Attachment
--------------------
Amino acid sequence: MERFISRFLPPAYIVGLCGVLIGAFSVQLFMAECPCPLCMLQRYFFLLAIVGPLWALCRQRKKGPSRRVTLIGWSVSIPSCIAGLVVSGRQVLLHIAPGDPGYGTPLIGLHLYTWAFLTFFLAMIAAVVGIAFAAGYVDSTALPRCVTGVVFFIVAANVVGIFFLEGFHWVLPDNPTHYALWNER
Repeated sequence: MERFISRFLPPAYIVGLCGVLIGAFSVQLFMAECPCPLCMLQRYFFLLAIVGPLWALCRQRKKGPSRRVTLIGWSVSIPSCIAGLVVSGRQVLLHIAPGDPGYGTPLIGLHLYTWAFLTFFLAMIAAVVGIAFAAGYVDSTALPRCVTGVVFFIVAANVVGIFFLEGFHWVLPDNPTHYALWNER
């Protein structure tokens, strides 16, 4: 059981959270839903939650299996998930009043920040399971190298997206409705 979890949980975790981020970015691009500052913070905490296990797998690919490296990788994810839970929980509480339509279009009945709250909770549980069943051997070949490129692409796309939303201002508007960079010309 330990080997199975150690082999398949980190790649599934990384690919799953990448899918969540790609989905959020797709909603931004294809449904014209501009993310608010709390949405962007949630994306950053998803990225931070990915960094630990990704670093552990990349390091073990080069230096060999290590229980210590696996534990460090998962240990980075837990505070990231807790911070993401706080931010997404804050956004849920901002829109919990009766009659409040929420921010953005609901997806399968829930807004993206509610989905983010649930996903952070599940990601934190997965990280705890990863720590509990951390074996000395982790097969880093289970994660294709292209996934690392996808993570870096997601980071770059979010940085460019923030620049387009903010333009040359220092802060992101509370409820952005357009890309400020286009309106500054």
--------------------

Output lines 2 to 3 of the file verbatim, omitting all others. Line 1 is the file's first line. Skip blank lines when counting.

Repeated sequence: MERFISRFLPPAYIVGLCGVLIGAFSVQLFMAECPCPLCMLQRYFFLLAIVGPLWALCRQRKKGPSRRVTLIGWSVSIPSCIAGLVVSGRQVLLHIAPGDPGYGTPLIGLHLYTWAFLTFFLAMIAAVVGIAFAAGYVDSTALPRCVTGVVFFIVAANVVGIFFLEGFHWVLPDNPTHYALWNER
């Protein structure tokens, strides 16, 4: 059981959270839903939650299996998930009043920040399971190298997206409705 979890949980975790981020970015691009500052913070905490296990797998690919490296990788994810839970929980509480339509279009009945709250909770549980069943051997070949490129692409796309939303201002508007960079010309 330990080997199975150690082999398949980190790649599934990384690919799953990448899918969540790609989905959020797709909603931004294809449904014209501009993310608010709390949405962007949630994306950053998803990225931070990915960094630990990704670093552990990349390091073990080069230096060999290590229980210590696996534990460090998962240990980075837990505070990231807790911070993401706080931010997404804050956004849920901002829109919990009766009659409040929420921010953005609901997806399968829930807004993206509610989905983010649930996903952070599940990601934190997965990280705890990863720590509990951390074996000395982790097969880093289970994660294709292209996934690392996808993570870096997601980071770059979010940085460019923030620049387009903010333009040359220092802060992101509370409820952005357009890309400020286009309106500054």